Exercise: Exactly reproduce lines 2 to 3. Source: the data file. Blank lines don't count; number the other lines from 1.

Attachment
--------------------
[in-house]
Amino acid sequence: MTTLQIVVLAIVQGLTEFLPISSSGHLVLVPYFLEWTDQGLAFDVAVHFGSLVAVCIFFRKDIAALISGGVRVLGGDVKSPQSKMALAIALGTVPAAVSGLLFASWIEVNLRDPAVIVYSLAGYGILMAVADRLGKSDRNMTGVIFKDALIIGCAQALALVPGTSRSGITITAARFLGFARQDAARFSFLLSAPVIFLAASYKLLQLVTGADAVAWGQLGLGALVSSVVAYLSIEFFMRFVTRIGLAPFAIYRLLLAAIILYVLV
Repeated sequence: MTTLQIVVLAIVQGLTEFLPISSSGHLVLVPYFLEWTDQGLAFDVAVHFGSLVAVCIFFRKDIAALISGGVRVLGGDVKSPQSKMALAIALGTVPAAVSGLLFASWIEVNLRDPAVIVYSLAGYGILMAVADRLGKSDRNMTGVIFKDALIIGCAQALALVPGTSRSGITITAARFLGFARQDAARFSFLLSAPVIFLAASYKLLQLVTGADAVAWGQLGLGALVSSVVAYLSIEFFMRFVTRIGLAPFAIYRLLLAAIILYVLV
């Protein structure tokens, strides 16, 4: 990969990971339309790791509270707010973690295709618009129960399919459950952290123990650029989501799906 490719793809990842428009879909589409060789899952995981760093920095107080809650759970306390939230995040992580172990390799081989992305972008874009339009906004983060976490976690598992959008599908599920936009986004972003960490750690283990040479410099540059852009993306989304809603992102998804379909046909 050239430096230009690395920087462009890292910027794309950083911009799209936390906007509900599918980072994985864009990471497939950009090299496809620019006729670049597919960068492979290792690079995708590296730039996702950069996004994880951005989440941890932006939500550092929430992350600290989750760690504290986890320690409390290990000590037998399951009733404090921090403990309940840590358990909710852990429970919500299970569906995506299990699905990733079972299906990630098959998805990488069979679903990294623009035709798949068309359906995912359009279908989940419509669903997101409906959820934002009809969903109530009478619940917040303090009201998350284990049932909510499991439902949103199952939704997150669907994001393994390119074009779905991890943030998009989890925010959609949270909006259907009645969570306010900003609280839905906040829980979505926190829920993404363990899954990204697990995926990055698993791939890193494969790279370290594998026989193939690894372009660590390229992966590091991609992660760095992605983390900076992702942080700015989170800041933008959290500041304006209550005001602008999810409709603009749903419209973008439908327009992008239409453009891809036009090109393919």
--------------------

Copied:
Amino acid sequence: MTTLQIVVLAIVQGLTEFLPISSSGHLVLVPYFLEWTDQGLAFDVAVHFGSLVAVCIFFRKDIAALISGGVRVLGGDVKSPQSKMALAIALGTVPAAVSGLLFASWIEVNLRDPAVIVYSLAGYGILMAVADRLGKSDRNMTGVIFKDALIIGCAQALALVPGTSRSGITITAARFLGFARQDAARFSFLLSAPVIFLAASYKLLQLVTGADAVAWGQLGLGALVSSVVAYLSIEFFMRFVTRIGLAPFAIYRLLLAAIILYVLV
Repeated sequence: MTTLQIVVLAIVQGLTEFLPISSSGHLVLVPYFLEWTDQGLAFDVAVHFGSLVAVCIFFRKDIAALISGGVRVLGGDVKSPQSKMALAIALGTVPAAVSGLLFASWIEVNLRDPAVIVYSLAGYGILMAVADRLGKSDRNMTGVIFKDALIIGCAQALALVPGTSRSGITITAARFLGFARQDAARFSFLLSAPVIFLAASYKLLQLVTGADAVAWGQLGLGALVSSVVAYLSIEFFMRFVTRIGLAPFAIYRLLLAAIILYVLV